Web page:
Behind the scenes of Midway Airport’s TSA baggage security check

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After Sept 11, the Transportation Security Administration was created to perform a difficult task.   Airport screeners have to check each and every suitcase for explosives or dangerous items.

But massive machines with CAT-SCAN capabilities have made the job less labor intensive.

It's a system that can handle 30,000 suitcases a day.  With 12,000 feet of conveyor belts, equal to 40 football fields in length, and run by a thousand motors and sophisticated smart computers. And other than the ticket agent putting your bag into the system, most of the time, your suitcase doesn't get touched by human hands until it reaches the airplane.

Michael McCarthy of the Transportation Security Administration says it takes about 5 and a half minutes for your checked bag to travel the system.  About 85% of the bags going through Midway Airport pass through the massive CAT-SCAN machines without any issues.  The massive Explosive Detection System performs an instant analysis of the contents in your bag.

But about 15% of the suitcases raise an electronic red-flag and draw special attention. Most of the time it will clear the additional scrutiny and an even smaller percentage of bags get pulled aside.

“If there's some suspect item in there, there's some human interaction with an on-line screen resolution process,” McCarthy says.  “If we still can't resolve that alarm, we send it to the resolution area."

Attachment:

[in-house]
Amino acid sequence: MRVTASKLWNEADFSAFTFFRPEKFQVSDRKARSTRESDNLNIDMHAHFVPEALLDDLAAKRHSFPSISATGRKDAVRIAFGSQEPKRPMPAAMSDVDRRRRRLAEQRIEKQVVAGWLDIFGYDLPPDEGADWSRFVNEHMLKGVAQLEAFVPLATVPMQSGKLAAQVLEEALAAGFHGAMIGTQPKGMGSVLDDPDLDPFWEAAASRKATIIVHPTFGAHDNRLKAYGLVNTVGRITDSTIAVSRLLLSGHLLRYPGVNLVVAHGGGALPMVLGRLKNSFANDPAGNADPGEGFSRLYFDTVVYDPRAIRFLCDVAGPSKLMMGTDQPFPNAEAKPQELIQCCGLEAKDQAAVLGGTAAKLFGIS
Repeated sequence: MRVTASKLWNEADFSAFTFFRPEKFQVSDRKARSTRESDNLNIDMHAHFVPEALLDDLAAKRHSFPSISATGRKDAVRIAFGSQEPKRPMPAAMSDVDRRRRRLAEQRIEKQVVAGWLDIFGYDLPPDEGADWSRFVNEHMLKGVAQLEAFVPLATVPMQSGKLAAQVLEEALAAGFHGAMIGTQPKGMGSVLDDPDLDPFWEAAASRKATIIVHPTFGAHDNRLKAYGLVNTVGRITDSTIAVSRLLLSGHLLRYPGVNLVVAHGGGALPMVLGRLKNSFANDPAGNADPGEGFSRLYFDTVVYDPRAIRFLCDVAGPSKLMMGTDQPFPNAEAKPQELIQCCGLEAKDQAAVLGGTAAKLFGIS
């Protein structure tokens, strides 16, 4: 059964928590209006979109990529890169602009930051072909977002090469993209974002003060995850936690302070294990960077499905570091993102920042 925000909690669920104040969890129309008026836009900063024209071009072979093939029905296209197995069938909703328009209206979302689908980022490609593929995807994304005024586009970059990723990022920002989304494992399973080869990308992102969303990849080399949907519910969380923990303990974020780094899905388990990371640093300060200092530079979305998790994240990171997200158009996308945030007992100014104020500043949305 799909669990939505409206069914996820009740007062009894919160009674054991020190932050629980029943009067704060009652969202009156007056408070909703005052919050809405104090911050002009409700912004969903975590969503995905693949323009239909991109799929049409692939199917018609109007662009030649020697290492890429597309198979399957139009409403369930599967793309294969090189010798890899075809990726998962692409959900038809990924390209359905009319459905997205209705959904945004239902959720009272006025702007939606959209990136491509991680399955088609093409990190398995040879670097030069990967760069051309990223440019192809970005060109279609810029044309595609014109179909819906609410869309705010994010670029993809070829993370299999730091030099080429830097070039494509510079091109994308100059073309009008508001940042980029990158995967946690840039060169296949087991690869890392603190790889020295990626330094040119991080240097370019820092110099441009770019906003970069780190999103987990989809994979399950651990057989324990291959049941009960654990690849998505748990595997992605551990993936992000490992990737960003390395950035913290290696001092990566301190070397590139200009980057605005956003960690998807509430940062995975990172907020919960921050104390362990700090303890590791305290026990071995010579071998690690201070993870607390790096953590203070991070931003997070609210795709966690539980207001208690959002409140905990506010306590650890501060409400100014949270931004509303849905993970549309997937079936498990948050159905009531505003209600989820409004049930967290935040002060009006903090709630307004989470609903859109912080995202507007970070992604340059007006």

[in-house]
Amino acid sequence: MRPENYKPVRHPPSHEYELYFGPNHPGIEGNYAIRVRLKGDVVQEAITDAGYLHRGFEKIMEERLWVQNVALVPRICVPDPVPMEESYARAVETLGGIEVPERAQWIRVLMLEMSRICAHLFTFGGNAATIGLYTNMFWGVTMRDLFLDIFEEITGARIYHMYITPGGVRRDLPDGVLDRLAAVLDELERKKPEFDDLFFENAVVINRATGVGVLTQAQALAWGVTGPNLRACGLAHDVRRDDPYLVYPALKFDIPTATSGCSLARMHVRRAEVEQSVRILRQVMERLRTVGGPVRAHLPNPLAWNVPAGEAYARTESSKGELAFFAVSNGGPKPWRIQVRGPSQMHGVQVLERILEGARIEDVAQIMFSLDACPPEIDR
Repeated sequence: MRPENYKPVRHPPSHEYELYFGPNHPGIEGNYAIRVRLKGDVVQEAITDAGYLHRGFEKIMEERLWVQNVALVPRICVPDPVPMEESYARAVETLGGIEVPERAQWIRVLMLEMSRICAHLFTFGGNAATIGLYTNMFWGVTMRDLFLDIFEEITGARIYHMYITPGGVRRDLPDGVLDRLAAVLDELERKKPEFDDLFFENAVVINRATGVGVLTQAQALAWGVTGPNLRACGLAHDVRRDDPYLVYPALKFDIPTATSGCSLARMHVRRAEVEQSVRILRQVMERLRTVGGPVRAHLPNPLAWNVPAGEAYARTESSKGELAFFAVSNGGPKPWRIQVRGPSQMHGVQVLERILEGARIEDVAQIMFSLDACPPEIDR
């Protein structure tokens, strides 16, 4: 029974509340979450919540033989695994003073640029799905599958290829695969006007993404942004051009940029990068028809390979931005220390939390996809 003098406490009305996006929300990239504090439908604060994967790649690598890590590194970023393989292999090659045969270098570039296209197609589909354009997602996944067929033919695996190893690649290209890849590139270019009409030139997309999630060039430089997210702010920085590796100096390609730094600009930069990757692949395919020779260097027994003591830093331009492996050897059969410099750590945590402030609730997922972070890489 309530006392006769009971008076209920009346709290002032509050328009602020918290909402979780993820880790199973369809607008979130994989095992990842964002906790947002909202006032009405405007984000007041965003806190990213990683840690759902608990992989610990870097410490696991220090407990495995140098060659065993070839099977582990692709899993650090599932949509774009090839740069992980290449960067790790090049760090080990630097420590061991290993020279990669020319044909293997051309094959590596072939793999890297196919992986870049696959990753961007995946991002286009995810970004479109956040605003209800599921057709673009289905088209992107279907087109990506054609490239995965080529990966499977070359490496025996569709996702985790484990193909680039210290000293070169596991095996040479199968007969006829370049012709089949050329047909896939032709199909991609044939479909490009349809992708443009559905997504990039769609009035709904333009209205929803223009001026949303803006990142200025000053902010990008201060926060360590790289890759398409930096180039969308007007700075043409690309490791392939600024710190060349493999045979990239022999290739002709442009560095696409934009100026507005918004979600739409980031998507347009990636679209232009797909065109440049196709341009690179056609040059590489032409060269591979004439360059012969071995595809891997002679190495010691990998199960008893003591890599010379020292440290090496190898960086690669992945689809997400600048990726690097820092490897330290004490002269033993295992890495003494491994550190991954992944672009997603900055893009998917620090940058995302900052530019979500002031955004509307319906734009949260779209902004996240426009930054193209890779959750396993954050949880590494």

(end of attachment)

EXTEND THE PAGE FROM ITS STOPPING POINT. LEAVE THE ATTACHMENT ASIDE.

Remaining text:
The smart system of conveyors kicks the suspicious bag to the side and TSA agents open the bag, inspecting the contents and swab items that get tested for trace residues of explosives or other prohibited items.

But there's plenty you can bring onboard this busy holiday season. The TSA reminds the half-a-million passengers expected to travel through Midway Thanksgiving week to prepare before you arrive at the airport to avoid unpleasant surprises.

"This Thanksgiving, you can bring pies or cakes.  But if anything's liquid, if you can smear it, pour it or squeeze it, we ask that you put that in your checked luggage,” McCarthy said.

More info at tsa.gov

 

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